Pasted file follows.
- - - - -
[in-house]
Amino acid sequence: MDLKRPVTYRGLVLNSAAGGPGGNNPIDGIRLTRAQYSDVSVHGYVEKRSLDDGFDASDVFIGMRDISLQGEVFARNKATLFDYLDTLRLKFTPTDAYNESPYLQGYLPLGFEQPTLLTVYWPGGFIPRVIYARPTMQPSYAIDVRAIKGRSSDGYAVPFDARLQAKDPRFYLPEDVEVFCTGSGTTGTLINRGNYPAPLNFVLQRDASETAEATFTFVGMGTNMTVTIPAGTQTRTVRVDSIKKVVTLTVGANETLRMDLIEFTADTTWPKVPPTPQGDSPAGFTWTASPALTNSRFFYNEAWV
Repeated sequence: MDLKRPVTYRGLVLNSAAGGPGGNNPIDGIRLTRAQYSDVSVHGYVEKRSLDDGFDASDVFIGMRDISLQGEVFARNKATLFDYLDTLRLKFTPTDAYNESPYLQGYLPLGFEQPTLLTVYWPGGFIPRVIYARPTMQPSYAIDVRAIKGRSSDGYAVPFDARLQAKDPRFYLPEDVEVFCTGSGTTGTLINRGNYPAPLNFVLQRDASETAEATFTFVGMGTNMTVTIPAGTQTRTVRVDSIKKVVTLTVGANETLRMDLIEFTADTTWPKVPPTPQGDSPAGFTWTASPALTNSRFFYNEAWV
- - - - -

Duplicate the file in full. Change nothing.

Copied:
[in-house]
Amino acid sequence: MDLKRPVTYRGLVLNSAAGGPGGNNPIDGIRLTRAQYSDVSVHGYVEKRSLDDGFDASDVFIGMRDISLQGEVFARNKATLFDYLDTLRLKFTPTDAYNESPYLQGYLPLGFEQPTLLTVYWPGGFIPRVIYARPTMQPSYAIDVRAIKGRSSDGYAVPFDARLQAKDPRFYLPEDVEVFCTGSGTTGTLINRGNYPAPLNFVLQRDASETAEATFTFVGMGTNMTVTIPAGTQTRTVRVDSIKKVVTLTVGANETLRMDLIEFTADTTWPKVPPTPQGDSPAGFTWTASPALTNSRFFYNEAWV
Repeated sequence: MDLKRPVTYRGLVLNSAAGGPGGNNPIDGIRLTRAQYSDVSVHGYVEKRSLDDGFDASDVFIGMRDISLQGEVFARNKATLFDYLDTLRLKFTPTDAYNESPYLQGYLPLGFEQPTLLTVYWPGGFIPRVIYARPTMQPSYAIDVRAIKGRSSDGYAVPFDARLQAKDPRFYLPEDVEVFCTGSGTTGTLINRGNYPAPLNFVLQRDASETAEATFTFVGMGTNMTVTIPAGTQTRTVRVDSIKKVVTLTVGANETLRMDLIEFTADTTWPKVPPTPQGDSPAGFTWTASPALTNSRFFYNEAWV